One of the things that drives me as a writer is that I love language. I like language like my University professors – the cleverer the better.
I’ve already blogged about it, and it was interesting to hear from others the phrases that stayed with them well after they’d put the book down and moved on with their life.
To me, language is the tool with which we create. And the more intricate the tool, the more engaged I am with a story; a world; a character and their journey. Language done well is a joy; I appreciate that the cleverer the turn of phrase the more energy and time has gone into it.
As I’ve been reading – and I read like how a caterpillar attacks a garden bed of lettuce – I’ve collected quotes that caused me to stop, read again and silently mentally applaud at the sheer craftsmanship. I respond like an art-lover at the Louvre; blown away by the creativity that has made laughter, love and life leap off a previously empty page.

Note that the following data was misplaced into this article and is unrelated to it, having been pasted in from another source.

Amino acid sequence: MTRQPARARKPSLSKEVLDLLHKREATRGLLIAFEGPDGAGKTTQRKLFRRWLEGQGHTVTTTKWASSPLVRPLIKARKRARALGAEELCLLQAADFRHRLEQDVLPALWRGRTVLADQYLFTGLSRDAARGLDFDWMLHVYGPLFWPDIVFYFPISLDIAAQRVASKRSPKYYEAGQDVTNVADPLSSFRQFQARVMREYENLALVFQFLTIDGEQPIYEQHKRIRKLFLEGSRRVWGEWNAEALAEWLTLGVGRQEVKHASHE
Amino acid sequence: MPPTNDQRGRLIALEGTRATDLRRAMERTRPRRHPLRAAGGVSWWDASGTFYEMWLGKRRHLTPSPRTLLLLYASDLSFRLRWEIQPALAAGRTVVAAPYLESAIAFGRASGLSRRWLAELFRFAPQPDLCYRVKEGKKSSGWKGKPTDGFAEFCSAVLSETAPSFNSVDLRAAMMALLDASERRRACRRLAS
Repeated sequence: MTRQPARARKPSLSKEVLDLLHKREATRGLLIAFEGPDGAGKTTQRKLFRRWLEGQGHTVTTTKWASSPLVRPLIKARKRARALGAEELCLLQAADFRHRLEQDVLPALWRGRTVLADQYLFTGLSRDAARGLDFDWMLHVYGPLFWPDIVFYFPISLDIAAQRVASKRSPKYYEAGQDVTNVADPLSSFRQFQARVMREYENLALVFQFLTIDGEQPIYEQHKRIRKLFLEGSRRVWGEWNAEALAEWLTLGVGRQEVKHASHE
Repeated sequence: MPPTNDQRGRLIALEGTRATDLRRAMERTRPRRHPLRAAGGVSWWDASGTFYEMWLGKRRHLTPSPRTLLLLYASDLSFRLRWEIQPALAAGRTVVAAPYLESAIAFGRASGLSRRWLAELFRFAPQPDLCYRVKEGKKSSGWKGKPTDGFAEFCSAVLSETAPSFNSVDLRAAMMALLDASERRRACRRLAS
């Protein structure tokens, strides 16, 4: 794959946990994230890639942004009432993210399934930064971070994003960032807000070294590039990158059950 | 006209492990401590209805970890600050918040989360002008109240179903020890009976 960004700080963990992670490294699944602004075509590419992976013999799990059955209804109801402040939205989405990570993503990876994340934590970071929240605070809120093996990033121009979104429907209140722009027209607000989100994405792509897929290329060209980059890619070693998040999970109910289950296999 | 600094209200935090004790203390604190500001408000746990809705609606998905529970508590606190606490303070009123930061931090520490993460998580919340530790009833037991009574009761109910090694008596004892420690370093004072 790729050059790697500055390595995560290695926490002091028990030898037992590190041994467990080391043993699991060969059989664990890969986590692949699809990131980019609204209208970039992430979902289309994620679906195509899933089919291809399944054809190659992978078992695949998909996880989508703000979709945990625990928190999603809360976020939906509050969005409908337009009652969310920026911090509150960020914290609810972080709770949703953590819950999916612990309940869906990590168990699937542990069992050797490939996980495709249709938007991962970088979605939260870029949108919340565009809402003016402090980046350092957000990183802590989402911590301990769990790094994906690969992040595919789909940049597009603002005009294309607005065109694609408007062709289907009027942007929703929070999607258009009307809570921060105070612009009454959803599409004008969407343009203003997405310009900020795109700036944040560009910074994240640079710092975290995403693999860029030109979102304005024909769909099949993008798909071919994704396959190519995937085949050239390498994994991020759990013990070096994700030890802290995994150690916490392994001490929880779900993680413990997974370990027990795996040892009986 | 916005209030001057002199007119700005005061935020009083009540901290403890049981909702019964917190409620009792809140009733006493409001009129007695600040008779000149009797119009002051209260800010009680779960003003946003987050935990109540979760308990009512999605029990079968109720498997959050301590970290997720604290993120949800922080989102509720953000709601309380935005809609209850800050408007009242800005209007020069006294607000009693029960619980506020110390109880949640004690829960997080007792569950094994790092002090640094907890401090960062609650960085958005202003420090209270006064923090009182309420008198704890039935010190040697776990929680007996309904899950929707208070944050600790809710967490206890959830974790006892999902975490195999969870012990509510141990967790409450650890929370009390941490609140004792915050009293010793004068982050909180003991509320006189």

- Doug Wilson: who described the Left Behind series as “Hardy Boys in the Apocalypse.” That one made me chuckle.
- Ted Dekker:“The world’s bumper sticker reads: Life sucks, and then you die. Perhaps Christian bumper stickers should read: Life sucks, but then you find hope and you can’t wait to die.” I’m a big admirer of Ted Dekker’s work, but this phrase stayed with me because it painted life as it is, with the reward at the end. A nice tumble in half-pike position.
- Charlie Brooker: “I glide through the social whirl with all the elegance of a dog in high heels.” You can just picture that, can’t you?
- From the movie Interstellar: “We’re just here to be memories for our kids.” At a desperate stage of the movie, this quote summed up a character’s frustration, anger and hopelessness in the moment.
- Charlie Brooker (again, this time about Heston Blumenthal): “He could probably make you a cloud sandwich if you asked. Or a blancmange made of numbers.”
- Ben Elton: “The earth only has so much bounty to offer and inventing ever larger and more notional prices for that bounty does not change its real value.” As a sustainability devotee, this quote makes so much sense at so many levels.
- Frank Peretti: “So what do you do for a living? Staying alive is nice, but you can’t do that forever. It’s how you live the life you have while you have it.” Just a nice piece of advice buried in the book Monster.
So that’s what has caught my eye. What about you? Which turns of phrase stay with you well past the final page?